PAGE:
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From Enniskillen to Old Trafford: the 32-year-old Fermanagh native who's Jose Mourinho's right-hand man

Forced to retire from playing in his early 20s, Kieran McKenna has established an incredible coaching reputation in a very short space of time.

Image: John Walton

IT’S KIERAN MCKENNA’s style to slink into the shadows.

So when Jose Mourinho promoted him to the role of assistant coach at the tail-end of last season, it helped that Michael Carrick was also part of the reshuffle that followed Rui Faria’s departure.

It meant that the inexplicable story of the 32-year-old from Fermanagh – only at Manchester United for 18 months at that stage – was undersold. Carrick was the high-profile figure and quickly touted as a possible United manager in the future. In contrast, McKenna was seen as mysterious and an unknown quantity.

But he likes it that way and he’s continued to enjoy relative anonymity. Inside Old Trafford though, things are a little different and he’s developing quite a reputation.

McKenna already had a considerable one at underage level.

When he left Tottenham in September 2016, United weren’t the only club batting their eyelids. But he’d been a lifelong supporter and the opportunity to take the reins of the Under-18 team was too good to refuse.    

“To go to Manchester United, there is no bigger move you can make,” he said at the time.

“It’s a dream come true really. I was a massive United fan. My dad brought me over to my first game in the 1994 season to see them lift the Premier League trophy.”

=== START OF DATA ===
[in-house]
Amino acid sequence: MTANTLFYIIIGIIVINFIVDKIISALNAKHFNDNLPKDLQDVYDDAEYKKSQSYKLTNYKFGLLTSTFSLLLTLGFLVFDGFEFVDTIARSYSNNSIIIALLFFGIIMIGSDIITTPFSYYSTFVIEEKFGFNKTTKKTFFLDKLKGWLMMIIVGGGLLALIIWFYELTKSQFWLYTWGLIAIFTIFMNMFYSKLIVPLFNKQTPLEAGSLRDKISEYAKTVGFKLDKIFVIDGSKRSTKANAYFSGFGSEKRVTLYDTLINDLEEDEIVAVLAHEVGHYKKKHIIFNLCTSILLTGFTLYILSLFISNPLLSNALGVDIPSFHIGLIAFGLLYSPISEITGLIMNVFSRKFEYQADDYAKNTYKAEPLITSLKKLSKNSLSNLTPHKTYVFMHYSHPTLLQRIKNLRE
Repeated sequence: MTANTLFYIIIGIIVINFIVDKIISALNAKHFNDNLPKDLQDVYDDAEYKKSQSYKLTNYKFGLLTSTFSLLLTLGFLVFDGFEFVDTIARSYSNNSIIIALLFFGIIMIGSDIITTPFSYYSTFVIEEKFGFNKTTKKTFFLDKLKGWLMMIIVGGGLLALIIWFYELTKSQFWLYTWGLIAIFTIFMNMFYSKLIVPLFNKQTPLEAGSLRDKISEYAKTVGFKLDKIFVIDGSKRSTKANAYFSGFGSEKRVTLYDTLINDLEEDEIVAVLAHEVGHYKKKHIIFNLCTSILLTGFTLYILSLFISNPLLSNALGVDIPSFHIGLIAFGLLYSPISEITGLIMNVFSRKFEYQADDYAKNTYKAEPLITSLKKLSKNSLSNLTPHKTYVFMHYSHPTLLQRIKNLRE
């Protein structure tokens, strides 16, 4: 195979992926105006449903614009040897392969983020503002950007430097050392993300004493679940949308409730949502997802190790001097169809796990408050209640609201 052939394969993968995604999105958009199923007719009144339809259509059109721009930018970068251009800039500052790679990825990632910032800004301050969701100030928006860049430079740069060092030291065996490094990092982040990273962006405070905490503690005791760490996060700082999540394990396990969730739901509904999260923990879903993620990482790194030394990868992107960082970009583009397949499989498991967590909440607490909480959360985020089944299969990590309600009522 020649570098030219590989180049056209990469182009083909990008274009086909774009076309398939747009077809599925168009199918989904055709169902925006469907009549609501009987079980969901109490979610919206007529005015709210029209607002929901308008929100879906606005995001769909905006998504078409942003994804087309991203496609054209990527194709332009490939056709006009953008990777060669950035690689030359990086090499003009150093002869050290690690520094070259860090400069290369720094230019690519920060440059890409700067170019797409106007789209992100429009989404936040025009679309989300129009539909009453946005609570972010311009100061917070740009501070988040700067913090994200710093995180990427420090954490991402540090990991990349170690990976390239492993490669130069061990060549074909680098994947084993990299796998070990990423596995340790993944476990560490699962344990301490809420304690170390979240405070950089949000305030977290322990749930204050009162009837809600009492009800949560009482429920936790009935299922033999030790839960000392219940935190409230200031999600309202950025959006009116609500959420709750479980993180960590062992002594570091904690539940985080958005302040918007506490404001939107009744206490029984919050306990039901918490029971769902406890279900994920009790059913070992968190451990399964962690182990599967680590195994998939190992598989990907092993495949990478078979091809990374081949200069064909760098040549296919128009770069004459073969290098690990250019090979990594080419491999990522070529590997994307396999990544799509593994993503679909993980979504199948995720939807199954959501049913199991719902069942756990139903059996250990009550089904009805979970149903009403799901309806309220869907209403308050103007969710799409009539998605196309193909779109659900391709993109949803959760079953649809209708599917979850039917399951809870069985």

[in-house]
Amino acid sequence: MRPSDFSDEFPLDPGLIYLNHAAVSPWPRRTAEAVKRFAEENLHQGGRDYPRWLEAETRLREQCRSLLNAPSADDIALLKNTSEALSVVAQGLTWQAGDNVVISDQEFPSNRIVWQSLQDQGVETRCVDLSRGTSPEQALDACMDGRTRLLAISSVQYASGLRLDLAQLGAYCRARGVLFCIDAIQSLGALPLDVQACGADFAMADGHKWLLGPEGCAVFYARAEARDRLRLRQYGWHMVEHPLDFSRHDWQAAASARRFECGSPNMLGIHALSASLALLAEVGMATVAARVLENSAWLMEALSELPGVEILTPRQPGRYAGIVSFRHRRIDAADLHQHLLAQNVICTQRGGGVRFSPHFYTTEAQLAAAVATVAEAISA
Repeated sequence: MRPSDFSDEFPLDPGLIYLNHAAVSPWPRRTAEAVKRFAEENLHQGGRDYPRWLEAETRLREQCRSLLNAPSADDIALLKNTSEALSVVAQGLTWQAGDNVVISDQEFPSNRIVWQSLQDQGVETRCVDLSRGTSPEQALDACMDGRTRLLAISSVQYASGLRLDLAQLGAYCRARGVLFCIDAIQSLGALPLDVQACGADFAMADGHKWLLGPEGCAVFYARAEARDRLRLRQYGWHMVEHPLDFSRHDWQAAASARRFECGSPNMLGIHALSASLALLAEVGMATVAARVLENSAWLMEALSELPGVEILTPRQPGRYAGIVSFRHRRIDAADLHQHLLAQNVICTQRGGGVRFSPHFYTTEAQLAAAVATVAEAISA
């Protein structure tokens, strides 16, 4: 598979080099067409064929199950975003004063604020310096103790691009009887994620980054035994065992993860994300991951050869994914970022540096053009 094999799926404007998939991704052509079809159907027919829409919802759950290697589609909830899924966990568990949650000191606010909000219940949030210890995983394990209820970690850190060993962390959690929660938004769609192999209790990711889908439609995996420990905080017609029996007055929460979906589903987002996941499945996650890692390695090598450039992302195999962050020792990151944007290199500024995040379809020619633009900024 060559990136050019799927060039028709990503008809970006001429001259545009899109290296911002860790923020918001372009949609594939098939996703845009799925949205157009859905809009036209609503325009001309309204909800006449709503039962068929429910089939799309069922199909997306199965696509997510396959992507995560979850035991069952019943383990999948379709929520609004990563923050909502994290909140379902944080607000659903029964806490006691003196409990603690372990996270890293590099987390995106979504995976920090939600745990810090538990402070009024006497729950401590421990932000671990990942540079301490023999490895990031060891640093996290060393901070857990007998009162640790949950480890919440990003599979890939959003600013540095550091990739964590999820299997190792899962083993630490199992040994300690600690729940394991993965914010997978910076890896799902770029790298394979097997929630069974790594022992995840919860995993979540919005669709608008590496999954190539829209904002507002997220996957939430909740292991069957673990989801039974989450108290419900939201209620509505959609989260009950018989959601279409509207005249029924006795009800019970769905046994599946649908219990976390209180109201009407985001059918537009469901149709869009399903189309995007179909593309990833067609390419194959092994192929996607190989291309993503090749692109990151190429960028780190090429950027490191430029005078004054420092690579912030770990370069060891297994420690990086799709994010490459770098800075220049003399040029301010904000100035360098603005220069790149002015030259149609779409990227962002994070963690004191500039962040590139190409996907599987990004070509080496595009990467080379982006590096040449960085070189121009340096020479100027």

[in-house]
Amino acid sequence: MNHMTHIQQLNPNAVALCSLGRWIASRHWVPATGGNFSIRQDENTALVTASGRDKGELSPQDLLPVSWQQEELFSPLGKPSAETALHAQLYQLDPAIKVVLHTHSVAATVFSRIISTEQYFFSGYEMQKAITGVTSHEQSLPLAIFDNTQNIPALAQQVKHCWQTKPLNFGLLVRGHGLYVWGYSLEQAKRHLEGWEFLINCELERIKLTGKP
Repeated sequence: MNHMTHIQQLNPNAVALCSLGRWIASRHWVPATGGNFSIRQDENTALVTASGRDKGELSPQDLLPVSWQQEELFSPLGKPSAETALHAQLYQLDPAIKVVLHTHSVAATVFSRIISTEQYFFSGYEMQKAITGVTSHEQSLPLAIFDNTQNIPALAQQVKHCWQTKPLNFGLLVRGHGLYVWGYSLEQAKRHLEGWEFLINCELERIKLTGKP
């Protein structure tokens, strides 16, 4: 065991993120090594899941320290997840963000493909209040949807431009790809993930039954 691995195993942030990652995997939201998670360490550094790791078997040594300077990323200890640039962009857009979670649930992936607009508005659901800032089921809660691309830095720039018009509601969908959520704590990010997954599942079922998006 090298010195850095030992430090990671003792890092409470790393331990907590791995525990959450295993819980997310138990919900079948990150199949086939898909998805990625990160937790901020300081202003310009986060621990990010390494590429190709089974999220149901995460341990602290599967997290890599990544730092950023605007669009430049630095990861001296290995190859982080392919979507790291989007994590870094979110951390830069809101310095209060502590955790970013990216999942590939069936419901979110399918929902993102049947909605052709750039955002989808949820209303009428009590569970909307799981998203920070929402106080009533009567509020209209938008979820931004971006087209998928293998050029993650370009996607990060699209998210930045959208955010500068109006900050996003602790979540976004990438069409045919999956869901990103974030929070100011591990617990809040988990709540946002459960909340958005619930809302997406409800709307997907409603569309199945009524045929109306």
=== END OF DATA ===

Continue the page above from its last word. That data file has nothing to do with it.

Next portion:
As a youngster, McKenna played with his local side Enniskillen Town United before coming to the attention of Ray Sanderson, deputy editor of the Fermanagh Herald, who was also moonlighting as a development coach with the IFA.

“Kieran would’ve come to me probably at the age of 11 or 12 – just before his teens,” he says.

“We developed county squads which then went on to become elite squads. He was asked to play for Ballinamallard United and their youth team began to play in the Mid-Ulster League. He was a good player. He was very enthusiastic player, very hard-working, very intelligent and I would’ve classed him as a box-to-box man – up and down quite regularly, even at that age.

He was spotted by a man called Gerry McKee, who was the Spurs scout in Northern Ireland at that stage. He was an organiser of the Mid-Ulster League too and had his eyes on him. He got him across for a number of trials but Kieran had been making waves anyway because Northern Ireland Schoolboys were looking at him for their squad and he eventually got called up.”

Soccer - Friendly - Stevenage Borough v Tottenham Hotspur Kieran McKenna pictured playing for Tottenham against Stevenage Borough in July 2004. Source: Tony Marshall

At Tottenham, McKenna began with the Under-17 side in 2002 before quickly becoming a crucial part of the reserves.

By mid-2004, he was on the fringes of the senior team and called into pre-season squads by then-manager Jacques Santini. Even when Santini was replaced by Martin Jol later that year, McKenna still seemed on the verge of a breakthrough. There was another pre-season tour to France in 2005 and that same summer he captained Northern Ireland as they hosted the Under-19 European Championships.